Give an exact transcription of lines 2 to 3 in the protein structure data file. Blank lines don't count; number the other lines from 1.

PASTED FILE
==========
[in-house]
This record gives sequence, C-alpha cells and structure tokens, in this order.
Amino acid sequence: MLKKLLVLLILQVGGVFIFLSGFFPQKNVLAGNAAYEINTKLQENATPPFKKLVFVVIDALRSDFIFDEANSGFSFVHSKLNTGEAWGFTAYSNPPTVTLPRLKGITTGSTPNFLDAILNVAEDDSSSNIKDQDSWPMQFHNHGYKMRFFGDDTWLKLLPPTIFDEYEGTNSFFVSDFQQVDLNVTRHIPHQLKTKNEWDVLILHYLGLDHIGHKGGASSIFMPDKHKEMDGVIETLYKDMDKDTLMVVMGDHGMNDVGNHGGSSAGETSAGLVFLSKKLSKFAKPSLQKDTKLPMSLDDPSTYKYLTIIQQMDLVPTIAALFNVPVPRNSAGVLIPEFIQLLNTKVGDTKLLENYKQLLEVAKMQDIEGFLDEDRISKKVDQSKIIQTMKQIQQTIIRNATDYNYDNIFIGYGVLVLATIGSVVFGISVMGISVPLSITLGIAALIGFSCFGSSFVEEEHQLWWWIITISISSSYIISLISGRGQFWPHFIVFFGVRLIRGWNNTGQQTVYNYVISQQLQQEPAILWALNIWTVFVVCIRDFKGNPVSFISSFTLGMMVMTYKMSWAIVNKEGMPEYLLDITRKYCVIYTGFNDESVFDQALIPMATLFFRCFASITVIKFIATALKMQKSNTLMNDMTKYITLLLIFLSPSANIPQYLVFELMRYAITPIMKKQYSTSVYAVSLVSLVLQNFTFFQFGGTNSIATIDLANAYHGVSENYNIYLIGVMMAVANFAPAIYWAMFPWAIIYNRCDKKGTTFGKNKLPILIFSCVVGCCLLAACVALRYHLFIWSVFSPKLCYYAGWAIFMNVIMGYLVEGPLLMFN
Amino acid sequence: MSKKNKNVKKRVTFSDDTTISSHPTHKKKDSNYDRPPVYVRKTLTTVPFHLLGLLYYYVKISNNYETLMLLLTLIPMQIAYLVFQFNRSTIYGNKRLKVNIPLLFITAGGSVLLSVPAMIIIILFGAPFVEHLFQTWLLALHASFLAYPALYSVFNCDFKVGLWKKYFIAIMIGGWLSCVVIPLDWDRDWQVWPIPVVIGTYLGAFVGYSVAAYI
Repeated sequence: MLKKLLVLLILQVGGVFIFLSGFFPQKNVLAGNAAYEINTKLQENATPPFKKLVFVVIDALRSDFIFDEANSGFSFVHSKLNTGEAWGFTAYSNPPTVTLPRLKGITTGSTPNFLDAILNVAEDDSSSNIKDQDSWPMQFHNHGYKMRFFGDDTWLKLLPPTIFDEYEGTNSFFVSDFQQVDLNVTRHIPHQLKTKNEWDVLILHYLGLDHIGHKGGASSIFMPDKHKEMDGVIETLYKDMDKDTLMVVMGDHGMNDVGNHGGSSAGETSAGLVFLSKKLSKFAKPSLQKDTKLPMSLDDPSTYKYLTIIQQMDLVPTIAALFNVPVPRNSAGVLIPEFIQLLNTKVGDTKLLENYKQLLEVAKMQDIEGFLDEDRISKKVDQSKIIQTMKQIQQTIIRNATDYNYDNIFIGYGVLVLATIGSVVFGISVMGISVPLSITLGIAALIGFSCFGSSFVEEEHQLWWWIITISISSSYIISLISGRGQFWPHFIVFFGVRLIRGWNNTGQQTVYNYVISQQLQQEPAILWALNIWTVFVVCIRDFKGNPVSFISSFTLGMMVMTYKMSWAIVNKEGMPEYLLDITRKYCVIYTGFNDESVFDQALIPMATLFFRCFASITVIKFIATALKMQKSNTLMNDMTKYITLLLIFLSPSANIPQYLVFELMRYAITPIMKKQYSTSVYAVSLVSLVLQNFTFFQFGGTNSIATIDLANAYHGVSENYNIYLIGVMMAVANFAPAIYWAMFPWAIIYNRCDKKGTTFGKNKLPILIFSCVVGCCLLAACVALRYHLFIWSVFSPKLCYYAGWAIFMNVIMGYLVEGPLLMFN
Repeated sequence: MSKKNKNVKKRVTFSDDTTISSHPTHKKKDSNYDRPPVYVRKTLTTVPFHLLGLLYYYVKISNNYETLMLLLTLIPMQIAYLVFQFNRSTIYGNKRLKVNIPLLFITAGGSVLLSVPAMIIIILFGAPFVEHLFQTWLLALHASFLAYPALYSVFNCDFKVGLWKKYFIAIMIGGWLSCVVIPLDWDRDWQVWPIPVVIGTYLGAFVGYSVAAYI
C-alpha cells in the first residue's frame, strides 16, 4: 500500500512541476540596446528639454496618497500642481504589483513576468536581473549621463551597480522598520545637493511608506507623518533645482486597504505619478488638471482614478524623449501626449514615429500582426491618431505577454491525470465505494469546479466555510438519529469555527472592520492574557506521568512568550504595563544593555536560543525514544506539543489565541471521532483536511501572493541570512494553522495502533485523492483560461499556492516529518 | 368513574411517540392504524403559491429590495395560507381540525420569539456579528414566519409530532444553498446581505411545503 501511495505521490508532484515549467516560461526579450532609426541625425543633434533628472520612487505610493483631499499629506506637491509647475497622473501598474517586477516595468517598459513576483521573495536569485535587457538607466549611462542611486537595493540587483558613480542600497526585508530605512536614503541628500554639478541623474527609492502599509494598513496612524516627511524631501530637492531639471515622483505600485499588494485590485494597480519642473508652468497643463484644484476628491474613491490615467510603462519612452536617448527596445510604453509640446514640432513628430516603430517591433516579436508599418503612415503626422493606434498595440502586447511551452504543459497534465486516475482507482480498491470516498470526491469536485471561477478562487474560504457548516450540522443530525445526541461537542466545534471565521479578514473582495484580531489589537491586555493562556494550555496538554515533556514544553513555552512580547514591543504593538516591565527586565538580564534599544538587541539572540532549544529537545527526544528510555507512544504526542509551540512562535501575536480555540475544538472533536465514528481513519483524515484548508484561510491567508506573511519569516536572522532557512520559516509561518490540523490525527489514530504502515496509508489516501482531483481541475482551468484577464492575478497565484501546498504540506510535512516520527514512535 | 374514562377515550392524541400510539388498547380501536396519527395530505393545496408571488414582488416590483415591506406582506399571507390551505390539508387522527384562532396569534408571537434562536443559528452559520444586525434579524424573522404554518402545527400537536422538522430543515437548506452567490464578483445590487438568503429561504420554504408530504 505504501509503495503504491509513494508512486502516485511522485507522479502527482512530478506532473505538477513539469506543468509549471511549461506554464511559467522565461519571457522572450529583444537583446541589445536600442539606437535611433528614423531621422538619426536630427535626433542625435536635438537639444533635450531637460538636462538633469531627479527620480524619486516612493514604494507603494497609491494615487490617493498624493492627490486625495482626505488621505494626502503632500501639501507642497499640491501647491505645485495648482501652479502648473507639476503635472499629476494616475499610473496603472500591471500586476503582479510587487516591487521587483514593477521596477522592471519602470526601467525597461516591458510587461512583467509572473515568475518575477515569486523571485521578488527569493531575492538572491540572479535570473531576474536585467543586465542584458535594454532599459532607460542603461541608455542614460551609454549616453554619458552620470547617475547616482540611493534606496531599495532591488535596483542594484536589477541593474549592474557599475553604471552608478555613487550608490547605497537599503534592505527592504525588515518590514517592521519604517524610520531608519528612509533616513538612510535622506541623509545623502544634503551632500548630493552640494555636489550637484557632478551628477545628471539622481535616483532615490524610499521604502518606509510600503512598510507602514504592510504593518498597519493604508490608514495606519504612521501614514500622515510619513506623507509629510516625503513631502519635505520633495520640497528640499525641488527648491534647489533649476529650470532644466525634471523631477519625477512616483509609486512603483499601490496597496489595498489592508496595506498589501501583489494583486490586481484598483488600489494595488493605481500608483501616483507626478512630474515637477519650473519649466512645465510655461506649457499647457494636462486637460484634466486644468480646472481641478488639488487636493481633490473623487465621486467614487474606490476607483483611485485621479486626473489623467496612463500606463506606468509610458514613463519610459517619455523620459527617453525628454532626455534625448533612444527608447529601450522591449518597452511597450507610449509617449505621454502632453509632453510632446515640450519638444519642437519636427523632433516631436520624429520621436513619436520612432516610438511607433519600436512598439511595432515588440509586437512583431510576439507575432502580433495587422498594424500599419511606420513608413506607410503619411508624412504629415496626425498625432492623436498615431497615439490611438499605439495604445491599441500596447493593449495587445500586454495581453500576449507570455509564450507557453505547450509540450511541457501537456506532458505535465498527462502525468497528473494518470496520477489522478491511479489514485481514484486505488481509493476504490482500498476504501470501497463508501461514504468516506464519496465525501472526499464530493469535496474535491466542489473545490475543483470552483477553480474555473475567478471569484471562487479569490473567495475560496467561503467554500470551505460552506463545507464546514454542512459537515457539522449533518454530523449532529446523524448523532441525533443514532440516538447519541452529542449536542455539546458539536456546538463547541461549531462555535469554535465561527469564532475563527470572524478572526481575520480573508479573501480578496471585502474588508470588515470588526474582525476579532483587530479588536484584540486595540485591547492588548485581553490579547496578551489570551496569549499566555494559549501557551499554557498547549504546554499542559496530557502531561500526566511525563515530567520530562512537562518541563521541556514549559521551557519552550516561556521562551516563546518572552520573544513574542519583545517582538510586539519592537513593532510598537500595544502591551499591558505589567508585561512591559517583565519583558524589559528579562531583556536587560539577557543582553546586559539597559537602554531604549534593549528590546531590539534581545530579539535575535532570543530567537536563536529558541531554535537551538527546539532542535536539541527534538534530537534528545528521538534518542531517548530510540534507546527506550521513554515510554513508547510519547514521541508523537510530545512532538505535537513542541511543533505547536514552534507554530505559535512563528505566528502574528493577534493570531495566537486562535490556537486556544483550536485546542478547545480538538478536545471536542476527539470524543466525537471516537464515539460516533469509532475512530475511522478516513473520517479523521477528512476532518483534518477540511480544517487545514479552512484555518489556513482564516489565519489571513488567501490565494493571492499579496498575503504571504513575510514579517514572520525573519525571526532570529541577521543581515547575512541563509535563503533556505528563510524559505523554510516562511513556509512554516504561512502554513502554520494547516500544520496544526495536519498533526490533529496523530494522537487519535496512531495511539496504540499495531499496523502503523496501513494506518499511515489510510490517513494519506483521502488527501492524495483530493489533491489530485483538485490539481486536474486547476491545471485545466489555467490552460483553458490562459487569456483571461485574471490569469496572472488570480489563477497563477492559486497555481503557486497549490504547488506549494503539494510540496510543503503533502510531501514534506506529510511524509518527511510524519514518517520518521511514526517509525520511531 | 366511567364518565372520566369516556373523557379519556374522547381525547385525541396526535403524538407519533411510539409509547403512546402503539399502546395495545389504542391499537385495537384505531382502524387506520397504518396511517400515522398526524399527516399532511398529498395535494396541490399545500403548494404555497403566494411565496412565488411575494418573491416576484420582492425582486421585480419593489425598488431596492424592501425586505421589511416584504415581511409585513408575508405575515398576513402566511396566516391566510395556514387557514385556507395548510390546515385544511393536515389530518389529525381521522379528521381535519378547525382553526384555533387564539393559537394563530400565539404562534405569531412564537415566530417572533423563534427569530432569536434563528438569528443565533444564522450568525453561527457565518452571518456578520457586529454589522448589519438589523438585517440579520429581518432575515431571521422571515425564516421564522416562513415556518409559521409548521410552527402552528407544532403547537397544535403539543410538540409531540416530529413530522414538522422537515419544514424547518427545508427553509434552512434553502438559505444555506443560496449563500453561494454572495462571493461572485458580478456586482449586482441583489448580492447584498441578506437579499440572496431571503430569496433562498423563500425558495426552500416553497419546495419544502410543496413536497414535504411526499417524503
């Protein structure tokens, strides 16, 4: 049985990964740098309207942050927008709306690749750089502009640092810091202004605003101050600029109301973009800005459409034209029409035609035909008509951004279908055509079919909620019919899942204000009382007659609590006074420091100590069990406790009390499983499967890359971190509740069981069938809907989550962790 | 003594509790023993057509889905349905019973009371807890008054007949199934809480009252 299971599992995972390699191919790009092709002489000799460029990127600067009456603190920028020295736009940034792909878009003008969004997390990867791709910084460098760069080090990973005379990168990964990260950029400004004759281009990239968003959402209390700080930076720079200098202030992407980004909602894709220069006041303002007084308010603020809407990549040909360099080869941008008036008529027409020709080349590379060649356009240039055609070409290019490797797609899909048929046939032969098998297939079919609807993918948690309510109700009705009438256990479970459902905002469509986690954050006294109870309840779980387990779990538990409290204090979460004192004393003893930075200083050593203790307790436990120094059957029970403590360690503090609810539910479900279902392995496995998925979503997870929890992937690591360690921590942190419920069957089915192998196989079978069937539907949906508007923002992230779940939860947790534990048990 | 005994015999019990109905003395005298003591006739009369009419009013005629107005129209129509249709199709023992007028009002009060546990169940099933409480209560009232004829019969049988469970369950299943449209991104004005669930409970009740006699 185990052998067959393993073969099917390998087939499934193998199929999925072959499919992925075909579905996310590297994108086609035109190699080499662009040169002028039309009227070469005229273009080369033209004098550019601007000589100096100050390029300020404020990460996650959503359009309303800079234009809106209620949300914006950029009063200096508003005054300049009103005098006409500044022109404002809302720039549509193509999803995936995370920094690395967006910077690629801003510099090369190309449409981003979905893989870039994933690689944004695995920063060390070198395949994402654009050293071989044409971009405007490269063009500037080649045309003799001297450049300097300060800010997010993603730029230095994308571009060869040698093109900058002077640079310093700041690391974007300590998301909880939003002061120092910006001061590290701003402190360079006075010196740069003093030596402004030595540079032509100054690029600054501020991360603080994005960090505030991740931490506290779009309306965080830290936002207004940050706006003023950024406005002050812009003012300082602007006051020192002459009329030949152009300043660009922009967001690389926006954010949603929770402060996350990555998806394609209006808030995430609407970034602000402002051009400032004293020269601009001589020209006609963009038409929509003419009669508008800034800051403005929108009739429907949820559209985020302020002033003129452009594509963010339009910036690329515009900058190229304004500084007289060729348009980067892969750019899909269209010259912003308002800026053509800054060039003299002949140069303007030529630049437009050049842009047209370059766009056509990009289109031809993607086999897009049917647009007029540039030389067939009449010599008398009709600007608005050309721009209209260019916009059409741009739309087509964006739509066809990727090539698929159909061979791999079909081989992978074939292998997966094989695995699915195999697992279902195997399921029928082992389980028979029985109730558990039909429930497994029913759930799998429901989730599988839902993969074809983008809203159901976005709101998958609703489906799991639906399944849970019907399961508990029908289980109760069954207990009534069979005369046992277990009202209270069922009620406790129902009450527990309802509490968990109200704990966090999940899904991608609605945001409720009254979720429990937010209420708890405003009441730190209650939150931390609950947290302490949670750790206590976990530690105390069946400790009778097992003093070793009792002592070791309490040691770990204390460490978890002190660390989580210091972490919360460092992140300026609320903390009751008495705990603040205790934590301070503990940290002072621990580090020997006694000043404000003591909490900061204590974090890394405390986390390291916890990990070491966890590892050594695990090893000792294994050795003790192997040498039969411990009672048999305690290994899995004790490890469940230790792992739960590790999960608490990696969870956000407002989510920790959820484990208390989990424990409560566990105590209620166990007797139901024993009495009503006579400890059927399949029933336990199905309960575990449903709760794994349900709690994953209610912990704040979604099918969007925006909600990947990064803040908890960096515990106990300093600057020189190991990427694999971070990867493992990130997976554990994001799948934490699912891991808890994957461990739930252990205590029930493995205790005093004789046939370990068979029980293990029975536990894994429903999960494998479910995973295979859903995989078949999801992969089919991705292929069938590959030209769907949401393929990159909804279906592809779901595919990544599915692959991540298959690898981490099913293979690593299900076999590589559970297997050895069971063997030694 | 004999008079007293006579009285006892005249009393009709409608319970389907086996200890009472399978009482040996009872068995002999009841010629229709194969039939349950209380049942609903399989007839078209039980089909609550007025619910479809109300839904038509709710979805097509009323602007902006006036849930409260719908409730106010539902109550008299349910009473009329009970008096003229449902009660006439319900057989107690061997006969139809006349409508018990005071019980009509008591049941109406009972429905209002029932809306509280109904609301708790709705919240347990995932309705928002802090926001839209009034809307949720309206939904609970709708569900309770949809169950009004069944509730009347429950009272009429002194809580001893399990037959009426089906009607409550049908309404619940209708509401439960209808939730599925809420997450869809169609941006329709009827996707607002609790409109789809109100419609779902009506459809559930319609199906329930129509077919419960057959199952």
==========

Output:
This record gives sequence, C-alpha cells and structure tokens, in this order.
Amino acid sequence: MLKKLLVLLILQVGGVFIFLSGFFPQKNVLAGNAAYEINTKLQENATPPFKKLVFVVIDALRSDFIFDEANSGFSFVHSKLNTGEAWGFTAYSNPPTVTLPRLKGITTGSTPNFLDAILNVAEDDSSSNIKDQDSWPMQFHNHGYKMRFFGDDTWLKLLPPTIFDEYEGTNSFFVSDFQQVDLNVTRHIPHQLKTKNEWDVLILHYLGLDHIGHKGGASSIFMPDKHKEMDGVIETLYKDMDKDTLMVVMGDHGMNDVGNHGGSSAGETSAGLVFLSKKLSKFAKPSLQKDTKLPMSLDDPSTYKYLTIIQQMDLVPTIAALFNVPVPRNSAGVLIPEFIQLLNTKVGDTKLLENYKQLLEVAKMQDIEGFLDEDRISKKVDQSKIIQTMKQIQQTIIRNATDYNYDNIFIGYGVLVLATIGSVVFGISVMGISVPLSITLGIAALIGFSCFGSSFVEEEHQLWWWIITISISSSYIISLISGRGQFWPHFIVFFGVRLIRGWNNTGQQTVYNYVISQQLQQEPAILWALNIWTVFVVCIRDFKGNPVSFISSFTLGMMVMTYKMSWAIVNKEGMPEYLLDITRKYCVIYTGFNDESVFDQALIPMATLFFRCFASITVIKFIATALKMQKSNTLMNDMTKYITLLLIFLSPSANIPQYLVFELMRYAITPIMKKQYSTSVYAVSLVSLVLQNFTFFQFGGTNSIATIDLANAYHGVSENYNIYLIGVMMAVANFAPAIYWAMFPWAIIYNRCDKKGTTFGKNKLPILIFSCVVGCCLLAACVALRYHLFIWSVFSPKLCYYAGWAIFMNVIMGYLVEGPLLMFN